NASA Begins Repairs to Shuttle Fuel Tank

NASA began installing a new connector in Atlantis' fuel tank Friday in hopes of launching the space shuttle in early February, two months late.

The space agency is aiming for a Feb. 7 launch of the mission to deliver Europe's long-awaited lab, Columbus, to the international space station.

Atlantis was grounded after fuel gauges in its external tank failed late in the countdown Dec. 6 and again three days later.

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A fueling test right before Christmas traced the problem to a faulty connector that passes through the bottom wall of the fuel tank and links wiring from the gauges to the shuttle.

That connector is undergoing tests at super-cold temperatures at Marshall Space Flight Center in Huntsville, Ala.

Another connector — with freshly soldered pins and other modifications — is being installed in the tank at the launch pad.

On Friday, technicians spliced wires for the hookup, said NASA spokesman George Diller. The new connector will go in Saturday, with follow-up work and testing through the weekend, he said.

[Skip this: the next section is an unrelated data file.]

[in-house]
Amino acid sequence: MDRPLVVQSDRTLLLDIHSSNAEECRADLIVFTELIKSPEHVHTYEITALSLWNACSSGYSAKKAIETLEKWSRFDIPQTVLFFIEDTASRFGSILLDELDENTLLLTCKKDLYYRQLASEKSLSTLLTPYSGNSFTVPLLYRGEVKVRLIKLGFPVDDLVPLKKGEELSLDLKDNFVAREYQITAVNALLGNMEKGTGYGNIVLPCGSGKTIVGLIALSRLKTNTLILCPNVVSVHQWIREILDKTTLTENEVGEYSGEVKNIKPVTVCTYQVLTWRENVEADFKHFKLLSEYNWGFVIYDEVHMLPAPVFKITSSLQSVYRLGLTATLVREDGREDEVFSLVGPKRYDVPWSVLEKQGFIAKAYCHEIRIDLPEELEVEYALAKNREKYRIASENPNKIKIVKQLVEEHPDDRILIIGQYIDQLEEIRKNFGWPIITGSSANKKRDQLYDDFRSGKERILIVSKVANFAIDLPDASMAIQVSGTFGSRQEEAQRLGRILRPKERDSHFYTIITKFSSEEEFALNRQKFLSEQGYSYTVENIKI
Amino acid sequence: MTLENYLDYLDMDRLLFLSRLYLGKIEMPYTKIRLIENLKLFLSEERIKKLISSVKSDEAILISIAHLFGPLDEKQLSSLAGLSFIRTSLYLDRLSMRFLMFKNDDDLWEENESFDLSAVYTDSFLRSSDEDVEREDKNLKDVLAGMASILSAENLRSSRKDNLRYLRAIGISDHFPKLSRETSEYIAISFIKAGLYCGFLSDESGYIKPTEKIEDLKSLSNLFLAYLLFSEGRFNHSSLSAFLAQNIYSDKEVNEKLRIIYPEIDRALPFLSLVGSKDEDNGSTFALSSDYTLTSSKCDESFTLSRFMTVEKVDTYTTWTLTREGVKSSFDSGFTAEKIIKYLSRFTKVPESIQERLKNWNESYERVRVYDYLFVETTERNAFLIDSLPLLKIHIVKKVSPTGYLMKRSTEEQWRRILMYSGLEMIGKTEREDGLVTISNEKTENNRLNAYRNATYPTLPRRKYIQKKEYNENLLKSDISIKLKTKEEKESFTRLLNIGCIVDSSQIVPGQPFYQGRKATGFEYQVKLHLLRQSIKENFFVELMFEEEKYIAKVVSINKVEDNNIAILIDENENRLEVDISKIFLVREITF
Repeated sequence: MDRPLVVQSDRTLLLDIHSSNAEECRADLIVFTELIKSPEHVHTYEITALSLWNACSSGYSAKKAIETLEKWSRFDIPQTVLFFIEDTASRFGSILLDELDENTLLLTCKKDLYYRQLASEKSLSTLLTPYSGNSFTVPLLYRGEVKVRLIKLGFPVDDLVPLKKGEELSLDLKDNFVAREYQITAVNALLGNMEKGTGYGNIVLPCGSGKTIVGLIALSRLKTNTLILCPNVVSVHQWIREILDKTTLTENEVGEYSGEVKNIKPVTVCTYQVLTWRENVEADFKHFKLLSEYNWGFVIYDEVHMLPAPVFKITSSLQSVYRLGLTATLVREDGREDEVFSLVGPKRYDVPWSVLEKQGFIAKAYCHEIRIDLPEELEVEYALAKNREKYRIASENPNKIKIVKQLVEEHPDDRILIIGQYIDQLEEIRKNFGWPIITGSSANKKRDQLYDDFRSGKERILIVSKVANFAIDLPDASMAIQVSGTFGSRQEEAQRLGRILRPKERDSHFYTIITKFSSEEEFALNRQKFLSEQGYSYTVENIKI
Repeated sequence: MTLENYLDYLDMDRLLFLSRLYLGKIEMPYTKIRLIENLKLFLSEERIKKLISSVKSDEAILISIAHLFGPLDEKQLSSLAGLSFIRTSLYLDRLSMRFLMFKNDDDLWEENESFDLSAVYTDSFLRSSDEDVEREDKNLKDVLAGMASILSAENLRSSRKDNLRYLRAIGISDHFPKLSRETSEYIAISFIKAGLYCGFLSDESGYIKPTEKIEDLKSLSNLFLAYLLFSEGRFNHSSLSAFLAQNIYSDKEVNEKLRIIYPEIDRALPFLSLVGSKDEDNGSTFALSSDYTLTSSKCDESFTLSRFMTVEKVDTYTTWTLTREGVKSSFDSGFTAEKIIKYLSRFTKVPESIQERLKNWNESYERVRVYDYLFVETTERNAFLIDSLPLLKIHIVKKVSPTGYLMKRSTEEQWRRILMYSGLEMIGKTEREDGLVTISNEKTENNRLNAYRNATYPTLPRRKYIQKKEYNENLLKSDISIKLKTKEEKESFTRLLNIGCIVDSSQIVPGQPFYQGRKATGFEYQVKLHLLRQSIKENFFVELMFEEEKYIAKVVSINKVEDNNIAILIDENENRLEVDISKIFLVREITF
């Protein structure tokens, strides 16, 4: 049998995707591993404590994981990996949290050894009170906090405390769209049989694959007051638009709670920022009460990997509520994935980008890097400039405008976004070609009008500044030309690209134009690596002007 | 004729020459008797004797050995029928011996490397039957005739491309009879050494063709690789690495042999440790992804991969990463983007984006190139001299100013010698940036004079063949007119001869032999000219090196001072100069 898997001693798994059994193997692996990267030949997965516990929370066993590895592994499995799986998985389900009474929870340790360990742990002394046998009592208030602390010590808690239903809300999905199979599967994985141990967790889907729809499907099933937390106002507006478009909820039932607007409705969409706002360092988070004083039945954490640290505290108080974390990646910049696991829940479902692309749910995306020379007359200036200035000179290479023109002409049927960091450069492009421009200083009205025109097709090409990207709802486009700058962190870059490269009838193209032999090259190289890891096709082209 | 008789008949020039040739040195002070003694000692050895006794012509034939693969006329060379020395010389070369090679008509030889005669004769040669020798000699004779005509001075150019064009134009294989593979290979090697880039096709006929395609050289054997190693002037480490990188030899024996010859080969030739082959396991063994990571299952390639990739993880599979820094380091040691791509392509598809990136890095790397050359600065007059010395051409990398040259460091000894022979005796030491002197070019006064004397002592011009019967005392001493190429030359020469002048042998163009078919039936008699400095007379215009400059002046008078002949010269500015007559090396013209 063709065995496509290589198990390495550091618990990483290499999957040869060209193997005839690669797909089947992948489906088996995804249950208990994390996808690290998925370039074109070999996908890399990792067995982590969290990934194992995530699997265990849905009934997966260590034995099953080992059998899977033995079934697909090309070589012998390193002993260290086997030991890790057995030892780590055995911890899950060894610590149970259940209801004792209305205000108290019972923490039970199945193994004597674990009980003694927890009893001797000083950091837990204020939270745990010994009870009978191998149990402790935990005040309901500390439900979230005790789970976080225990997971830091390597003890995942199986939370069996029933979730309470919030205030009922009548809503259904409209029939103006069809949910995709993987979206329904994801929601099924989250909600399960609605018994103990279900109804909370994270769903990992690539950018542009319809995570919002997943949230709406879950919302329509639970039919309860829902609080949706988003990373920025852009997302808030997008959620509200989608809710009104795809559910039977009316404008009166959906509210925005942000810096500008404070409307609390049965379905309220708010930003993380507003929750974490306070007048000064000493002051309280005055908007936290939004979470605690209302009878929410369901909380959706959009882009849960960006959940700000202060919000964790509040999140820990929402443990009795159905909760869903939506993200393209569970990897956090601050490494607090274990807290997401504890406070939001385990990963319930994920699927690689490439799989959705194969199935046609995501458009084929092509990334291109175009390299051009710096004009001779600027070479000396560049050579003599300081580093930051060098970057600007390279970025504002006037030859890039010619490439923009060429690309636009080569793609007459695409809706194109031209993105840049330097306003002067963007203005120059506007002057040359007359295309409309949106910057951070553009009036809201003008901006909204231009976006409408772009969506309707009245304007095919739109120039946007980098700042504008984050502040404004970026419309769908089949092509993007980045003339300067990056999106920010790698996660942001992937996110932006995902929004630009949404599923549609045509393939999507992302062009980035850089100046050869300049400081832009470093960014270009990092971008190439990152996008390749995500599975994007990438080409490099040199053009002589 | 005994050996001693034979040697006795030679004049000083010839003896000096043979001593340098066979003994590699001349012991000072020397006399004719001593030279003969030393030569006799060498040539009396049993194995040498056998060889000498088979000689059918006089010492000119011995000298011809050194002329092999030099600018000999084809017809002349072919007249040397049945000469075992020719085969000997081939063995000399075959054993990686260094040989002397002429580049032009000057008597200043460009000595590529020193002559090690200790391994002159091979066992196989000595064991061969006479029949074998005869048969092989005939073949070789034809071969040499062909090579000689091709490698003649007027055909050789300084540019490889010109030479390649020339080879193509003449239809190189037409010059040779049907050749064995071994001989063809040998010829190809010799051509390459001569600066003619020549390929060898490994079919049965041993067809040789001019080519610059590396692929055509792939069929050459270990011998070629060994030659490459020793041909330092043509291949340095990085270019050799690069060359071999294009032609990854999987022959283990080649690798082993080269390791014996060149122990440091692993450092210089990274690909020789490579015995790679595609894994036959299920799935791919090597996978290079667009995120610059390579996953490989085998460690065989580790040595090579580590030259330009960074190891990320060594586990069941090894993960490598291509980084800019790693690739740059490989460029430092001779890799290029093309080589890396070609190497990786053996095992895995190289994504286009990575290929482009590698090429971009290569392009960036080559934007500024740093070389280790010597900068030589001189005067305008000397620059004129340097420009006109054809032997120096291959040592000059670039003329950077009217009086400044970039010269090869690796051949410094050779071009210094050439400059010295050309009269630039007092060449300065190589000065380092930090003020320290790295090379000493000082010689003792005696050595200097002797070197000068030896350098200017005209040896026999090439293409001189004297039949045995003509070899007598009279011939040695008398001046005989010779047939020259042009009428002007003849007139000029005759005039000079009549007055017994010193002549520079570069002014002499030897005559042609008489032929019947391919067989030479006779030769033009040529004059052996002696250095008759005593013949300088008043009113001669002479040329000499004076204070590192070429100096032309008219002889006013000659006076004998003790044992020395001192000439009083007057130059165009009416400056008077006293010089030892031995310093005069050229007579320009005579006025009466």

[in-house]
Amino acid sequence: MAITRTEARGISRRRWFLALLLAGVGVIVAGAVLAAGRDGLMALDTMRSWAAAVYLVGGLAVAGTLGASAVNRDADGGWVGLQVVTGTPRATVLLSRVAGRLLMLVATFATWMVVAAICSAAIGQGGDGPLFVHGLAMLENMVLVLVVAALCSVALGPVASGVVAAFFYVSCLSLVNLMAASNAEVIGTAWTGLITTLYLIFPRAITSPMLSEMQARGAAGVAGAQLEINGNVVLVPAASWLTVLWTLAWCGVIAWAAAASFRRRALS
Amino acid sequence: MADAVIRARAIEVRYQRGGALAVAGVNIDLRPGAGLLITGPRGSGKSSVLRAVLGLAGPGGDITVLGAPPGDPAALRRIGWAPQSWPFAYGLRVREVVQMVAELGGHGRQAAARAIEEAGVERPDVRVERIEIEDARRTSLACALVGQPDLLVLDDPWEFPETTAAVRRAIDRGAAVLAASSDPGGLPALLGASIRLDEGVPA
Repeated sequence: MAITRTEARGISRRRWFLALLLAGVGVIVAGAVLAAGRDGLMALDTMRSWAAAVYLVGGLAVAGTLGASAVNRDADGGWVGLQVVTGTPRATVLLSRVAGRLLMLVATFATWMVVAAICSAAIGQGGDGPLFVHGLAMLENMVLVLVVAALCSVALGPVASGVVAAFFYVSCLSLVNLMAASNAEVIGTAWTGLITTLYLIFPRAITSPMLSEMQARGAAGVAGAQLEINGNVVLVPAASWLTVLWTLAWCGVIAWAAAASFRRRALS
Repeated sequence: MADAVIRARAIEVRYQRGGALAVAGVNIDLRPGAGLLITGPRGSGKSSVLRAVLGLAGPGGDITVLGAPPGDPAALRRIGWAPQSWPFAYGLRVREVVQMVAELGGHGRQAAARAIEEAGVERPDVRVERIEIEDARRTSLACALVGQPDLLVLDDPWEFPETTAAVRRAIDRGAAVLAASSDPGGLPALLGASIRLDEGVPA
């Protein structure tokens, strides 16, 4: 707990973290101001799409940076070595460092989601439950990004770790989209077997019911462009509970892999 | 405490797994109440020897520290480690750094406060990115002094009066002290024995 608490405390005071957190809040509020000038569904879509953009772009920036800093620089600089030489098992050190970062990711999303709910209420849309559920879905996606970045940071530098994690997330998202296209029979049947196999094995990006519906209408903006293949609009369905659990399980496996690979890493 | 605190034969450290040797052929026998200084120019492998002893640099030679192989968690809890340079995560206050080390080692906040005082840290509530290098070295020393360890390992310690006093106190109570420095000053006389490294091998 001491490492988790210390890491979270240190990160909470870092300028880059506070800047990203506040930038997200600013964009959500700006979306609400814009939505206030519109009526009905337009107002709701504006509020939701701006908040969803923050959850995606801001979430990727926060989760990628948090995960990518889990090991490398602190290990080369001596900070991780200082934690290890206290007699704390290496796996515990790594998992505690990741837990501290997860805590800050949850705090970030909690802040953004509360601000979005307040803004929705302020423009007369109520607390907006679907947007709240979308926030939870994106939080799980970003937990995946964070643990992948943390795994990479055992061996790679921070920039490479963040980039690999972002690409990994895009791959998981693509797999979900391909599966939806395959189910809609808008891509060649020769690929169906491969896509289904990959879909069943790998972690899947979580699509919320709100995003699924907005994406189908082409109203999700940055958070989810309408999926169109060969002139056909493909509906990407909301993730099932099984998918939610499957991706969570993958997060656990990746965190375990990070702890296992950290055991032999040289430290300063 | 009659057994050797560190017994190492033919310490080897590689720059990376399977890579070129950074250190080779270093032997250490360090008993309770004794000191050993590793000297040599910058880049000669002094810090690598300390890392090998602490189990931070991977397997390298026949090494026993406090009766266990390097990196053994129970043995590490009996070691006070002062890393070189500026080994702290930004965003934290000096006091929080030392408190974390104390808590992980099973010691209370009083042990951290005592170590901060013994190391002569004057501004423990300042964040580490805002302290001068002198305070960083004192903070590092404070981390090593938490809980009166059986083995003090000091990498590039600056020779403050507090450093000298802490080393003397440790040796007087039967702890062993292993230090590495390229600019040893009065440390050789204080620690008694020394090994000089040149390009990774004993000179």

NASA had hoped to launch Atlantis in January, but needed more time to complete the connector work. Shuttle managers also had to work around a Russian cargo ship's planned delivery.

The unmanned cargo ship had been scheduled for a Feb. 7 launch, but the Russians were expected to move it up a few days to accommodate Atlantis.

NASA has been plagued by fuel gauge trouble for nearly three years — ever since shuttle flights resumed following the 2003 Columbia tragedy — and is hoping the connector repairs will solve the problem once and for all.

The fuel gauges are part of a critical safety system to prevent the main engines from running on an empty tank, a potentially catastrophic situation.

Because of Atlantis' delay, the subsequent shuttle flight to the space station — carrying up the first piece of a massive Japanese lab — will not take place until mid-March. That's a month later than planned.

NASA hopes to be back on track by late April, with an on-time launch of Discovery with the second part of Japan's lab.

The space agency is under presidential orders to complete the space station and retire the three remaining shuttles by 2010.